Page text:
Racing with Demons

Last week I was visiting with a co-worker about self-image and how often the mirror can be an enemy rather than just a piece of glass.  I shared that I hate looking in the mirror, even more than when I weighed 250 pounds (right now I’m around 180).  I look at that face on the wall and see someone who never does enough: doesn’t sleep enough, doesn’t work out enough, doesn’t study enough, doesn’t serve enough, doesn’t love enough.  But somehow she watches enough television and wanders the internet enough.  My self-esteem has experienced a negative relationship to my general health improvements, which doesn’t make much sense to me.

This was the conversation that I had floating around in my mind during the first few miles of the Shamrock Run 15K on Sunday.  It was my first time trying this particular event; last year I completed the 8K and before that it had been two years of 5K adventures.  But I wanted the bottle opener medal, despite concerns about the Terwilliger hill that was promised about half-way through.  As I neared that “hill” (seriously, mountain would be a better term), I was reflecting back on the workplace conversation and the mirror plague I had been experiencing a bit more since falling off the wagon at bit in December.  Here I was, participating in a 9.3 mile run, huffing and puffing up a mountain alongside 8,000+ other athletes, and all I could feel was that I was a fraud.  At one point we had to cross a street where cars were lined up to pass through at the police officer’s approval.  I mentally begged him to wait until “the fat girl had gotten through.”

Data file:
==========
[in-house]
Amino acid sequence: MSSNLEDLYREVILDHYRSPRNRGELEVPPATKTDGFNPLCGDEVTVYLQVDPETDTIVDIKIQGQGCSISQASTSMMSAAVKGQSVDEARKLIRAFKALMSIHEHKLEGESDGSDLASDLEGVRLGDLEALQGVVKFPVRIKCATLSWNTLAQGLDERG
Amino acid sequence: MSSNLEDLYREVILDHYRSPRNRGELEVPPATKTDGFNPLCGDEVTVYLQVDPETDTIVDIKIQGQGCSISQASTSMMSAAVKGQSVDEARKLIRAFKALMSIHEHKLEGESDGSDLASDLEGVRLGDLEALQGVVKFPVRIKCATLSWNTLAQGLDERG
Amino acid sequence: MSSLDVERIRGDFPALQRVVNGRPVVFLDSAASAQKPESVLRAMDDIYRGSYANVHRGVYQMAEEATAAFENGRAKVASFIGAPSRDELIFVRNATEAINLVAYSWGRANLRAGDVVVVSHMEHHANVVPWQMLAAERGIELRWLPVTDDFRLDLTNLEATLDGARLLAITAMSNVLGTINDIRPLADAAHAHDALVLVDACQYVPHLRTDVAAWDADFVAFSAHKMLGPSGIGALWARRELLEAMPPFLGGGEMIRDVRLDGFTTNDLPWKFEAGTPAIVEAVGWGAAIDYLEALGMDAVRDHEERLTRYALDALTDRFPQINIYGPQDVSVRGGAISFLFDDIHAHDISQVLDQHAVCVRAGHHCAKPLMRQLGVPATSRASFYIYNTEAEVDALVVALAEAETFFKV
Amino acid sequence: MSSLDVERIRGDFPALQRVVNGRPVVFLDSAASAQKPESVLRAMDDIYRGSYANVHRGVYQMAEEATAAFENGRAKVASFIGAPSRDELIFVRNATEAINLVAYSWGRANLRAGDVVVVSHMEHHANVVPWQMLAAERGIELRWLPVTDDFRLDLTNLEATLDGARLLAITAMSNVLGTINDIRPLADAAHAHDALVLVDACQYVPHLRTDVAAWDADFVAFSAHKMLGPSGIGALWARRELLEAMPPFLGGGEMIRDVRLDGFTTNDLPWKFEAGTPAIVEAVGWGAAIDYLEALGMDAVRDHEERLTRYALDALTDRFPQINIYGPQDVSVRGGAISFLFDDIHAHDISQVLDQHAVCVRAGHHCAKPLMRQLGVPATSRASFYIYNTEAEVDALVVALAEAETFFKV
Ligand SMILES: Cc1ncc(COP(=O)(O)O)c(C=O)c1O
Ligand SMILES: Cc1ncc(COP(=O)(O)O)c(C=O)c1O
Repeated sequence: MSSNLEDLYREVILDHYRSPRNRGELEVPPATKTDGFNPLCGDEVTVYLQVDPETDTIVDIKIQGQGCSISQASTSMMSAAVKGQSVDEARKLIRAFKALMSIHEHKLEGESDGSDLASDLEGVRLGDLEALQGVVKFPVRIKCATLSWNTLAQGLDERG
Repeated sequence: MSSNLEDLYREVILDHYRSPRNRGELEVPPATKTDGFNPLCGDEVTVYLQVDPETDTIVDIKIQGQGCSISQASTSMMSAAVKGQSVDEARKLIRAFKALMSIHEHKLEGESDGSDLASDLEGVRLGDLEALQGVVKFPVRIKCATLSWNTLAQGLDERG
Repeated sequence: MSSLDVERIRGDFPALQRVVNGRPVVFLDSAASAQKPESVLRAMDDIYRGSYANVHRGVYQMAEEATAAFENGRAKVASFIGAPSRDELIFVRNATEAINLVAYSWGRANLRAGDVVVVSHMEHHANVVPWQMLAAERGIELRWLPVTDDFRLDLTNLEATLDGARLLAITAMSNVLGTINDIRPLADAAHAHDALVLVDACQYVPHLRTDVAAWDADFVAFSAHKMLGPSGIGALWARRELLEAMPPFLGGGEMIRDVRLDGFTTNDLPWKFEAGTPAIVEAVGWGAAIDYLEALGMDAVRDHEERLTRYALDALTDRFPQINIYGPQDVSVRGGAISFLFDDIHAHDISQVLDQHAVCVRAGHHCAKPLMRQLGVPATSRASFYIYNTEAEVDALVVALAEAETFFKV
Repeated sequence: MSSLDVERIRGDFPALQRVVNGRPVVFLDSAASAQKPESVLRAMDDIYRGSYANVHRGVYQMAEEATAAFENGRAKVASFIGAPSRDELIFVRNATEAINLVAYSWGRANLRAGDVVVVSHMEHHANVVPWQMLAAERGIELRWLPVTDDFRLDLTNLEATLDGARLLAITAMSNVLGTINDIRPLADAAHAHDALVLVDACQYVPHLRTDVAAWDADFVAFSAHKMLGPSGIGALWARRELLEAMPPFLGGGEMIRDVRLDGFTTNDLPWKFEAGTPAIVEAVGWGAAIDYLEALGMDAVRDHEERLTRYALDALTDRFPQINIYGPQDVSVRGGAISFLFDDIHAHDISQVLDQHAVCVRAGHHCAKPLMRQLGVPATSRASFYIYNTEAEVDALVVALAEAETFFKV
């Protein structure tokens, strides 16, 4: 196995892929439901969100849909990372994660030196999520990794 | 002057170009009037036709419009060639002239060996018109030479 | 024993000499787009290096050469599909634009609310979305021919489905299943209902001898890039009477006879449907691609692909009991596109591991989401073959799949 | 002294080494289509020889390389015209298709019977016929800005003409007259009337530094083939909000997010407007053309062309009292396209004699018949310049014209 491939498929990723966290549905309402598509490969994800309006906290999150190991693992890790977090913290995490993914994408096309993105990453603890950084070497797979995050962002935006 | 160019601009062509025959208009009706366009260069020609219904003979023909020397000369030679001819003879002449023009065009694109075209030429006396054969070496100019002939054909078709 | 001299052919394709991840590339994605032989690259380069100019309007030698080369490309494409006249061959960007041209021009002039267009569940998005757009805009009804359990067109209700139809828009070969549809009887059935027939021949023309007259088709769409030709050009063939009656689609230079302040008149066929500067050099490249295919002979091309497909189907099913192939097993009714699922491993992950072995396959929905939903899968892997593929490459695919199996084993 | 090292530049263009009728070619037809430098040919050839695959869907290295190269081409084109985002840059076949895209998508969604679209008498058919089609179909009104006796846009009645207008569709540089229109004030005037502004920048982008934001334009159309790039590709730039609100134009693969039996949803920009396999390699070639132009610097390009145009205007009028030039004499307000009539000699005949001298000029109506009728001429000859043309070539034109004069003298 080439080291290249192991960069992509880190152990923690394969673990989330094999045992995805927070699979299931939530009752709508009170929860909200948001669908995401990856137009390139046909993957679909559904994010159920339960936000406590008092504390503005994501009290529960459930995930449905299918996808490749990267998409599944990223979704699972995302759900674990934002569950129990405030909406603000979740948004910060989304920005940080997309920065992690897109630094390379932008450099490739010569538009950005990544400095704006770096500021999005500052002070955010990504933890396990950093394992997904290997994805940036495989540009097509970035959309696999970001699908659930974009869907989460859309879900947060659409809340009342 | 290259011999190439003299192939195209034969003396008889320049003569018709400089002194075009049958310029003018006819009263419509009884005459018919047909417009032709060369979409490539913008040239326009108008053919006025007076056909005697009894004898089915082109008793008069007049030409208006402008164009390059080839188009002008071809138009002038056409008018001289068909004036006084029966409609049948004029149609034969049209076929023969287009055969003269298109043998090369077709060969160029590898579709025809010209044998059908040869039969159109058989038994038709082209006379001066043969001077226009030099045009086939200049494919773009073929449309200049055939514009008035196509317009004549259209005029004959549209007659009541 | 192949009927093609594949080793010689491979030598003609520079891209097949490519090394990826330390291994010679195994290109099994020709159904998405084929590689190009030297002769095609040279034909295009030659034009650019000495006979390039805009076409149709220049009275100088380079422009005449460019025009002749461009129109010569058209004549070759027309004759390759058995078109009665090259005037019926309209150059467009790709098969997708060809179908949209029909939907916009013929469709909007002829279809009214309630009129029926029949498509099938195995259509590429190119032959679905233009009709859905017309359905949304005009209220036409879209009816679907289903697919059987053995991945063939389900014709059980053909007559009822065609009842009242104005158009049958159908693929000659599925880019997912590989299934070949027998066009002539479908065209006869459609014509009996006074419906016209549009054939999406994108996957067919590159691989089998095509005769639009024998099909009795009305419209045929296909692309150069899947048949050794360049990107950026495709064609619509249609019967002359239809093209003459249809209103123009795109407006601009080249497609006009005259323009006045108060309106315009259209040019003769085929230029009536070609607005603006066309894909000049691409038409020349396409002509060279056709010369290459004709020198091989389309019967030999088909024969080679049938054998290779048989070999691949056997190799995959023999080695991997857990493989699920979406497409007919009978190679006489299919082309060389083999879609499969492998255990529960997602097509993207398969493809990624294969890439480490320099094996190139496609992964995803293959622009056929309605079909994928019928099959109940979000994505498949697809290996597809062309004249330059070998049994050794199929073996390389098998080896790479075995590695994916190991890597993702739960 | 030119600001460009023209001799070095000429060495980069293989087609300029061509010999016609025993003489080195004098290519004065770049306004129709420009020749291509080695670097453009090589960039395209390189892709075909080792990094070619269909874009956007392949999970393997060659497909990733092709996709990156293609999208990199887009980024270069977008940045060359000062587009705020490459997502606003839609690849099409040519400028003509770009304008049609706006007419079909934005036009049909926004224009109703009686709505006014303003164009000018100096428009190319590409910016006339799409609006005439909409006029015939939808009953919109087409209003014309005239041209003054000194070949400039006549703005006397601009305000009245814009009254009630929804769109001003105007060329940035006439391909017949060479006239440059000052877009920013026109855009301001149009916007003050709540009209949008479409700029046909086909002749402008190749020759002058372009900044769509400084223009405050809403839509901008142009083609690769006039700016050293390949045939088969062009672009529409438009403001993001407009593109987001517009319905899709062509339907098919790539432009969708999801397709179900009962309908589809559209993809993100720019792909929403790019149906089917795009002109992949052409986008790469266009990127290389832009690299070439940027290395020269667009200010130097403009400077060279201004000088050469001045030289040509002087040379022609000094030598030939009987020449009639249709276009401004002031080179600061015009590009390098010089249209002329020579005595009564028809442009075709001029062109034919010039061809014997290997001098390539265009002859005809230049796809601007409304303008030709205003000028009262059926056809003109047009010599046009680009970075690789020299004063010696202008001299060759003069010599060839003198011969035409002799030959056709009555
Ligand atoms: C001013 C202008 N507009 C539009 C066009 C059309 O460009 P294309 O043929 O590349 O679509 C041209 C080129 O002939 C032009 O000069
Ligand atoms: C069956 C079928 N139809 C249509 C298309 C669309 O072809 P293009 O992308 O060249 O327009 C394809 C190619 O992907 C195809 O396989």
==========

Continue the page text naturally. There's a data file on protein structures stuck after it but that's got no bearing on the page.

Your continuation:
On Sunday I questioned this internal negative dialogue and wondered how I could change it.  How could I learn to view myself with the same grace that others gave me and that I tried to give them in return?  How could I see the positive developments in my life like I get to witness in the lives of my students?  How could I forgive my stumbles as God forgives them?  I don’t have answers to these questions yet, only acknowledgement of some right questions to ask.  In the meanwhile, I will strive to name the demons / voices / doubts / lies in my head for what they are so they cannot overwhelm the victories.  This year my running is not about a time on the clock, its about the battles and victories inside.

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